An art exhibit in the Great Hall at Union Station, January 16 to January 23

I’m going to out on a limb a bit here and say like most contemporary or modern art, this exhibit was combination of  some shoddily thrown together nonsense and some well executed and interesting pieces.
One of the things that caught my attention was how people reacted and/or interacted with the different parts of the exhibit.  Union Station is not an art destination.  It’s a space that people walk through on their way to somewhere else.

A view of the Great Hall of Union Station with the provincial flags along one wall, the archway over the window at the end of the room, and an art exhibit in the main part of the hall.  Two woman are looking at sculptures on one side.  A video screen is showing a video about the exhibit - a man sitting in a chair is what is seen in this picture.

In the above photo, the women are using a computer monitor to learn about The Legacy of Joseph Wagenbach, an installation by Iris Haussler.  In 2006 she turned a house on Robinson St. in Toronto into a ‘discovered’ home of a reclusive older man who had filled his house with over 100 sculptures that he had made.  At that time there was some controversy when people learned that there was no real Joseph Wagenbach, that his story was fiction.   There is a  Joseph Wagenbach Foundation with its own website.

A colletion of small sculptures of life like figures in grey and black.

Some of the Joseph Wagenbach sculptures.

A relief sculpture of a woman's head, on the ground.  In the background are people and some of the booths of Union Station.

 ***

A corner of a dimly lit white walled room. In the

‘Marbled Meanings’ by Navid Nuur. 
top right: ‘Broken Diamond’  made of neon, broken glass, argon neon blue light. 
center: ‘Threshold’ made of green florist foam blocks

With the above collection, I found that the light and shadows were more interesting than the green column.  I don’t know whether or not this was an intentional part of the exhibit.

Neon art piece on a wall.  It is shaped like a V, it's turquoise blue in colour and it is a bit bigger than the size of a hand.  It is mounted on a wall with the electrical wires visible.  It is shadow.

close up of ‘Broken Diamond’

 ***

part of a piece of art that is a pillar like structure cover with bits of colourful paper.  There is also a child's drawing in pencil on an 8 by 11 piece of paper.  Also a sign in blue letters that says .  In the background there are a couple of people walking past.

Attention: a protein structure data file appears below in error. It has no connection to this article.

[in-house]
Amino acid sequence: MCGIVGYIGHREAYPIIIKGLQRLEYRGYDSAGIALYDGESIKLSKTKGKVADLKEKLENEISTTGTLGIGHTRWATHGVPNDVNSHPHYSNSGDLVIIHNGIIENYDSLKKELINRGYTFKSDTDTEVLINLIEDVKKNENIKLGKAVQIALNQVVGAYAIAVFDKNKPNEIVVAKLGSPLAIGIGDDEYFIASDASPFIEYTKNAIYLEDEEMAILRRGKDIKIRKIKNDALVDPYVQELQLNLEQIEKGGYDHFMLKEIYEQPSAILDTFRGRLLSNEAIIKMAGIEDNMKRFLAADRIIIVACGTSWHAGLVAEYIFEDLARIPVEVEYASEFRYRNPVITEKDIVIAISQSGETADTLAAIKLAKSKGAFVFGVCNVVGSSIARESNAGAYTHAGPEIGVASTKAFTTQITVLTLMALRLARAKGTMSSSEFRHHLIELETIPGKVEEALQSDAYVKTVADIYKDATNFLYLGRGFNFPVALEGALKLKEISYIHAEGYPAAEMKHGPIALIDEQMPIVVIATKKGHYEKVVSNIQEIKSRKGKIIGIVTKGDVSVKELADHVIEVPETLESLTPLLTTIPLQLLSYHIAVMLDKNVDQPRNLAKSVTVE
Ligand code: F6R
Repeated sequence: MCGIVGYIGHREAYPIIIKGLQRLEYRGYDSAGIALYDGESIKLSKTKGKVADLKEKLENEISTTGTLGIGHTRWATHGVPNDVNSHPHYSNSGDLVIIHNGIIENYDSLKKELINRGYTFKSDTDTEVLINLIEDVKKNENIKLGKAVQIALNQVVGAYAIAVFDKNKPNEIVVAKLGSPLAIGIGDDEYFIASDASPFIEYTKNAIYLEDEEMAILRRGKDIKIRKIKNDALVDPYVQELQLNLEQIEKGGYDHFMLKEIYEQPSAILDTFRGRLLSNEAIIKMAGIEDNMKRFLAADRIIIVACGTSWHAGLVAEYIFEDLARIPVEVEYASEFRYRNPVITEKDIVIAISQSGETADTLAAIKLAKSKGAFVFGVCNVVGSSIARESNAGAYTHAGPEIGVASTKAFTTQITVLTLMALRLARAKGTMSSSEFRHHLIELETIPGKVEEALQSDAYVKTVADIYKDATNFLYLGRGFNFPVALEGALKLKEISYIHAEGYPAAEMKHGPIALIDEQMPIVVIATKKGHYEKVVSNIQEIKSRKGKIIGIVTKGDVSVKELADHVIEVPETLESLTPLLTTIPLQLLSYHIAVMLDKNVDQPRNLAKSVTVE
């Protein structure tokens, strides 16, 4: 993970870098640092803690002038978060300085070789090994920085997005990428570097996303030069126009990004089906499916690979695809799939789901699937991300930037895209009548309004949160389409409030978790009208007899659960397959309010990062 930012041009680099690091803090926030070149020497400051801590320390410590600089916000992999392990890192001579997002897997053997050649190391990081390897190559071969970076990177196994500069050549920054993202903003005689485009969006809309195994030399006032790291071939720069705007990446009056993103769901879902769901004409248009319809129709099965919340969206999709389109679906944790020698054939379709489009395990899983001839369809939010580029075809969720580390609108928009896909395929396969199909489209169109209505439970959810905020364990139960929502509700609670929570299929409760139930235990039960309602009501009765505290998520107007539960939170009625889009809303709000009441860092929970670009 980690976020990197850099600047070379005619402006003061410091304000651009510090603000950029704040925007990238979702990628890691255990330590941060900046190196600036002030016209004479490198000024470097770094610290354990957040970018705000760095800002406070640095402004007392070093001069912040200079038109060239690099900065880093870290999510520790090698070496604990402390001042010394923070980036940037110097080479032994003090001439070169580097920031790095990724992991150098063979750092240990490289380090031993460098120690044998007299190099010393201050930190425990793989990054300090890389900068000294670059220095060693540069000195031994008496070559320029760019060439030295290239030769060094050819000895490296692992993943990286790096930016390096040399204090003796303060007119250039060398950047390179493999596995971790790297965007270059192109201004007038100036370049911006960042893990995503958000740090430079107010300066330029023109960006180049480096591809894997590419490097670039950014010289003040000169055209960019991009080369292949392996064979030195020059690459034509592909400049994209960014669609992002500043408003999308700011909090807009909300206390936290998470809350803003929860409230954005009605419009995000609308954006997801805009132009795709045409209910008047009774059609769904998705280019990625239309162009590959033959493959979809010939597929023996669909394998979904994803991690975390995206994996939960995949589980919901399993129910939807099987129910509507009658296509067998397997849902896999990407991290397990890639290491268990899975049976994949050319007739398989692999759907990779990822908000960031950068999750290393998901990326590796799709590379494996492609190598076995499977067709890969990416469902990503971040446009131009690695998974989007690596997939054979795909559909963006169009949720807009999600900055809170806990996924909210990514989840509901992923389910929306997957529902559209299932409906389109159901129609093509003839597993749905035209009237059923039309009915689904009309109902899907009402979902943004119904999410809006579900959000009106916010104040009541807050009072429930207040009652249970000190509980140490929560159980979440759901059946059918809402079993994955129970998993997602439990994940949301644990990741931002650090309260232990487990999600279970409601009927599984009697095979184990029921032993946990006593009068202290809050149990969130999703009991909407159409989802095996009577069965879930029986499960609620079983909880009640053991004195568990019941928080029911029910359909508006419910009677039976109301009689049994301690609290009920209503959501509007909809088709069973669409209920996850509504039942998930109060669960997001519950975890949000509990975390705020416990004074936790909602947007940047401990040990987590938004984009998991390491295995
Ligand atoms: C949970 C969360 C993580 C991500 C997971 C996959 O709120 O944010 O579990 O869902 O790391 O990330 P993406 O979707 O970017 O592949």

“I’m going to use the two hundred dollar artist fee from this project to pay my phone bill and with the money left over I’ll probably buy a pack of smokes and maybe order some Chinese food.” 
Is this a statement about the value of art?  Is this a f*ck you statement – if you, or society, don’t value art why should I (as the artist) care about my work?

 

A large translucent rectangular piece of fabric hangs from the ceiling.  It sort of has a face on it, yellow eyes and a small slit mouth.

Floating overhead and watching us with yellow eyes.

 

This photo was taken looking into a mirror.  A man in a long black winter coat and red scarf is taking a photo of some art on a wall.

reflections

 

Four people, two are standing together while one texts, and two others are walking past.  Four large square paintings (or photos?) are behind them on a white wall.

I know that art is subjective but I fail to see the appeal in large monochromatic pictures in an ugly shade of green.  They aren’t profound; they’re not making a statement; they elicit no emotion.

 

The projector is playing a loop of blank screen to a garbled soundtrack.

The projector is playing a loop of blank screen to a garbled soundtrack.

 

An art piece, a shiny silver coloured porta potty stands in the middle of the floor.  A trash container (real) is behind it.

I couldn’t help but chuckle at the juxtaposition of the arty porta-potty and the real trash container behind it.  Someone tried to open the door of the potty but it was either locked or not real.  Note to artist: Why?

video art installations at an art exhibit.  The large clock and departures board of the train station are seen over the top of the temporary walls of the exhibit.

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